Upside Down Crank Sensor Pattern Causes Misfiring Engine Over 2000 RPM
This case study is on a 1995 Chrysler Town and Country Minivan with a 3.8 liter. This van came into the shop with the complaint that it was misfiring, bucking, backfiring, and just ran terrible when driven. I drove the van and the customer was correct. It was like the timing was off the way it was popping up thru the intake and misfiring. The van started and ran fine at idle and didn’t start running rough until you were over 2000 rpm. Maybe worn timing chain, plugged exhaust, fuel supply issue? I wasn’t sure so I continued with my diagnoses. My Snap-on Modis scanner revealed a coil driver code, so I went out and checked the coil driver circuit, plugs and wires, and coil itself. Everything look good besides that I was losing spark intermittently from the coil pack above 2000 rpm. I than proceeded to check the cam and crank signals.
The cam signal didn’t have a nice square wave (see images) so I started tracing that problem down. I thought that the cam sensor was failing causing the problem. With pure luck during my testing I happened to switch my test leads between the sensors and to my surprise the crank signal now had the glitch. The glitch was caused by my failing channel 2 in the scope module. Marc Hagel, my Snap-on dealer, was happy to take care of my problem by replacing the my Modis’ scope module.
As I analyzed the cam and crank patterns, I noticed the pattern switched good. It dropped all the way to 0 volts and up to 5 volts and the alignment of the cam and crank was correct, even above 2000 rpm. The one thing I did notice was the crank went from 5 volts to 0 while the cam was going from 0 volts to 5 volts. Was this normal? I knew the 3.0 liter and 3.3 liter engines that the cam and crank signals both went from 0 volts to 5 volts, so I searched iATN waveform library, my manuals, and my scope patterns and nowhere could I find any cam and crank signal from a 3.8. Maybe the 3.8 was suppose to have this type of signal. Besides everything else in the scope pattern being correct and the engine starting and running I figured the engineers thought this would be something new they would try, just like every other mess they sometimes make. Anyways how would a hall effect sensor even be able to flip its signal without affecting anything else.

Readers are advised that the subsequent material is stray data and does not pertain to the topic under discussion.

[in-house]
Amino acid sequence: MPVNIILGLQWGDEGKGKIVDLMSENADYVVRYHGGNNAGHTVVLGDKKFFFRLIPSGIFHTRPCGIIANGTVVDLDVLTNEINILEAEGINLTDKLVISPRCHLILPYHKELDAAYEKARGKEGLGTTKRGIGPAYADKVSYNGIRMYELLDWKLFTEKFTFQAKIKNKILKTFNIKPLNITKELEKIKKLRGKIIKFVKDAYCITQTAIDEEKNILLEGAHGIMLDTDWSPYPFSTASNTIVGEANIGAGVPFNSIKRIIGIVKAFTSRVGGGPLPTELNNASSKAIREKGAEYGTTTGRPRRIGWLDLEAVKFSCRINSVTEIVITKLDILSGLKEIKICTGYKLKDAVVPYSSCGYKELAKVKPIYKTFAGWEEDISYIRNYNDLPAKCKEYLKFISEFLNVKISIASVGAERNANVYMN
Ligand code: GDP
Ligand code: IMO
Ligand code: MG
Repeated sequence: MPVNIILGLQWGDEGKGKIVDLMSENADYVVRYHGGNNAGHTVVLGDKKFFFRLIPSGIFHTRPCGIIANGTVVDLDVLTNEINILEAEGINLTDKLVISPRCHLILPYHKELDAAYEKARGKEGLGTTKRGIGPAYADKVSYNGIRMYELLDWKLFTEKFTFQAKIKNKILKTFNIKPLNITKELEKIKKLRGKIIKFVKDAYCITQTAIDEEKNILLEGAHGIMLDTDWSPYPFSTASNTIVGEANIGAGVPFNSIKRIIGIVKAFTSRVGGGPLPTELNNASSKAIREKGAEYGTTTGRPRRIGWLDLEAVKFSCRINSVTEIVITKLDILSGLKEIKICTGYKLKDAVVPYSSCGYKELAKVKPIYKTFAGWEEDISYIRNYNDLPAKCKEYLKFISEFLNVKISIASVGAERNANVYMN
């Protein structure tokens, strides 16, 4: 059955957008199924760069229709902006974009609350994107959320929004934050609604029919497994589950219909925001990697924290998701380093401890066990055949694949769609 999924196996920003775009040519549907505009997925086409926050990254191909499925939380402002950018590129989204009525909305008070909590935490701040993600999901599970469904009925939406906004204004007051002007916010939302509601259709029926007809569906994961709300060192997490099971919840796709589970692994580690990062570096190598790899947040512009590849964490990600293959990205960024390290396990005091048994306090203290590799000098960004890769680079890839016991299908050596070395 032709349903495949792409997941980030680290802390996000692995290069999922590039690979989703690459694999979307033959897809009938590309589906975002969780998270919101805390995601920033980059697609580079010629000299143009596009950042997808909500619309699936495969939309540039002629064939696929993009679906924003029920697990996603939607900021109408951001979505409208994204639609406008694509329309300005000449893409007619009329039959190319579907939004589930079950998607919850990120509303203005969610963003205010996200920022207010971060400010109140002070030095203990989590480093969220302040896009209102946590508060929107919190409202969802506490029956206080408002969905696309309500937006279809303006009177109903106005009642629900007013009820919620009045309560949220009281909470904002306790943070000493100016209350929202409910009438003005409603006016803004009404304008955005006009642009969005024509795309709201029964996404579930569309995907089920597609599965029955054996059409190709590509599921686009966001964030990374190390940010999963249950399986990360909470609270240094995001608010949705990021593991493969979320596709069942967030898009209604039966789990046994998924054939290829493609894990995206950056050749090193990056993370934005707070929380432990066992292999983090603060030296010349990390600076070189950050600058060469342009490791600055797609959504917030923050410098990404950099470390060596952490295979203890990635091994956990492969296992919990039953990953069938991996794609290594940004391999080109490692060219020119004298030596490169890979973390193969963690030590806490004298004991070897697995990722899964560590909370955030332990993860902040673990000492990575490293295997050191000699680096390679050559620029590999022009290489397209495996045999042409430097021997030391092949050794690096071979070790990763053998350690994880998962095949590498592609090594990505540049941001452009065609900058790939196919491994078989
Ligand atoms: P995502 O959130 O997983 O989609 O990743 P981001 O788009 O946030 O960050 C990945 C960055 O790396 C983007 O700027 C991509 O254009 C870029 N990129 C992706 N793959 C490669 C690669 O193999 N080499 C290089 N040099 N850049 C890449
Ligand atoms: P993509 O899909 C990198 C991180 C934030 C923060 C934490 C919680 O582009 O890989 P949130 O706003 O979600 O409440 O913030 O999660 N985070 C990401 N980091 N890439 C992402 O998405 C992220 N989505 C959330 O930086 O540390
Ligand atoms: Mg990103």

So I went on checking everything on this monster that I could. I was completely lost and had nowhere else to go but back to the beginning. I could just throw parts into this minivan and see what it takes to fix it, but that is not the way I work. When you know how everything is suppose to work, how to use your tools, how to get the information you don’t have, you should be able to know the exact cause of the problem before you buy anything to fix it. This is how 90% of my diagnose jobs go. The other 10% you have to use process of elimination to find the defective part, like with some computer and module problems.
The only thing on this van that seemed out of place was this crank signal pattern. I just couldn’t see how this van would start and run good up to 2000 rpm if this wasn’t the pattern the PCM was expecting. So I pulled the sensor out of the bell housing, looked it over for any problem and reinstalled it. WALA!! The crank signal now went from 0 volts to 5 volts instead of 5 volt to 0 volts. To this day I do not know how this hall effect sensor did this and nor does any other knowledgeable persons I have talk with. Maybe cracked magnet, magnetic field, internal corrosion? This van got a new crank sensor and was on it’s way.
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